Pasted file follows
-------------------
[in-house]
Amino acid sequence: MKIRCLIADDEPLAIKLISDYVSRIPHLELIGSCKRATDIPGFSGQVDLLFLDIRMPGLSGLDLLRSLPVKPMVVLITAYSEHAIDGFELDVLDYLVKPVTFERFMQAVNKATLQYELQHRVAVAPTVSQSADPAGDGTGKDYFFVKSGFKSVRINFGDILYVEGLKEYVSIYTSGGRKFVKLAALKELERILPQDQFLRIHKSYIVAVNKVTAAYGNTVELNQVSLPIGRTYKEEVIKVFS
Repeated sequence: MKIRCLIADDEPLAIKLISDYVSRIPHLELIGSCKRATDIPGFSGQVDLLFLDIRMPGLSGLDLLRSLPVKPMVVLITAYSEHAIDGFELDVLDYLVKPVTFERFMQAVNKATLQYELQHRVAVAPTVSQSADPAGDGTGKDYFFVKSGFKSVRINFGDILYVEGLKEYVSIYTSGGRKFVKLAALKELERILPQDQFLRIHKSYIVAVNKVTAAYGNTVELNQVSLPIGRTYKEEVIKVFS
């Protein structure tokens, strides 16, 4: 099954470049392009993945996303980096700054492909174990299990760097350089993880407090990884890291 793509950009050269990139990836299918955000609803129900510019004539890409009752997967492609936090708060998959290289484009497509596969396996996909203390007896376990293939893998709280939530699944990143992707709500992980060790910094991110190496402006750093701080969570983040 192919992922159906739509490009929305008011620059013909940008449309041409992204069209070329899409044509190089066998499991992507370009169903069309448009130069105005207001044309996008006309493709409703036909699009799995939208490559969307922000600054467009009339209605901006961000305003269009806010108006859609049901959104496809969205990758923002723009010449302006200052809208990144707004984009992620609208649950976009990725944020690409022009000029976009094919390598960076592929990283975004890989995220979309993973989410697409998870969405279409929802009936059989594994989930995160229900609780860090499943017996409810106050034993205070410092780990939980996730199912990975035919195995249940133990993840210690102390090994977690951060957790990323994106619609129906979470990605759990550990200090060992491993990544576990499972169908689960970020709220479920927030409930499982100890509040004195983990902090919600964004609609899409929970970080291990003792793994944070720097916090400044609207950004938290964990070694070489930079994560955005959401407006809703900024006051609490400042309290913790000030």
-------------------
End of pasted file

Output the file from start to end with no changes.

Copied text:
[in-house]
Amino acid sequence: MKIRCLIADDEPLAIKLISDYVSRIPHLELIGSCKRATDIPGFSGQVDLLFLDIRMPGLSGLDLLRSLPVKPMVVLITAYSEHAIDGFELDVLDYLVKPVTFERFMQAVNKATLQYELQHRVAVAPTVSQSADPAGDGTGKDYFFVKSGFKSVRINFGDILYVEGLKEYVSIYTSGGRKFVKLAALKELERILPQDQFLRIHKSYIVAVNKVTAAYGNTVELNQVSLPIGRTYKEEVIKVFS
Repeated sequence: MKIRCLIADDEPLAIKLISDYVSRIPHLELIGSCKRATDIPGFSGQVDLLFLDIRMPGLSGLDLLRSLPVKPMVVLITAYSEHAIDGFELDVLDYLVKPVTFERFMQAVNKATLQYELQHRVAVAPTVSQSADPAGDGTGKDYFFVKSGFKSVRINFGDILYVEGLKEYVSIYTSGGRKFVKLAALKELERILPQDQFLRIHKSYIVAVNKVTAAYGNTVELNQVSLPIGRTYKEEVIKVFS
């Protein structure tokens, strides 16, 4: 099954470049392009993945996303980096700054492909174990299990760097350089993880407090990884890291 793509950009050269990139990836299918955000609803129900510019004539890409009752997967492609936090708060998959290289484009497509596969396996996909203390007896376990293939893998709280939530699944990143992707709500992980060790910094991110190496402006750093701080969570983040 192919992922159906739509490009929305008011620059013909940008449309041409992204069209070329899409044509190089066998499991992507370009169903069309448009130069105005207001044309996008006309493709409703036909699009799995939208490559969307922000600054467009009339209605901006961000305003269009806010108006859609049901959104496809969205990758923002723009010449302006200052809208990144707004984009992620609208649950976009990725944020690409022009000029976009094919390598960076592929990283975004890989995220979309993973989410697409998870969405279409929802009936059989594994989930995160229900609780860090499943017996409810106050034993205070410092780990939980996730199912990975035919195995249940133990993840210690102390090994977690951060957790990323994106619609129906979470990605759990550990200090060992491993990544576990499972169908689960970020709220479920927030409930499982100890509040004195983990902090919600964004609609899409929970970080291990003792793994944070720097916090400044609207950004938290964990070694070489930079994560955005959401407006809703900024006051609490400042309290913790000030």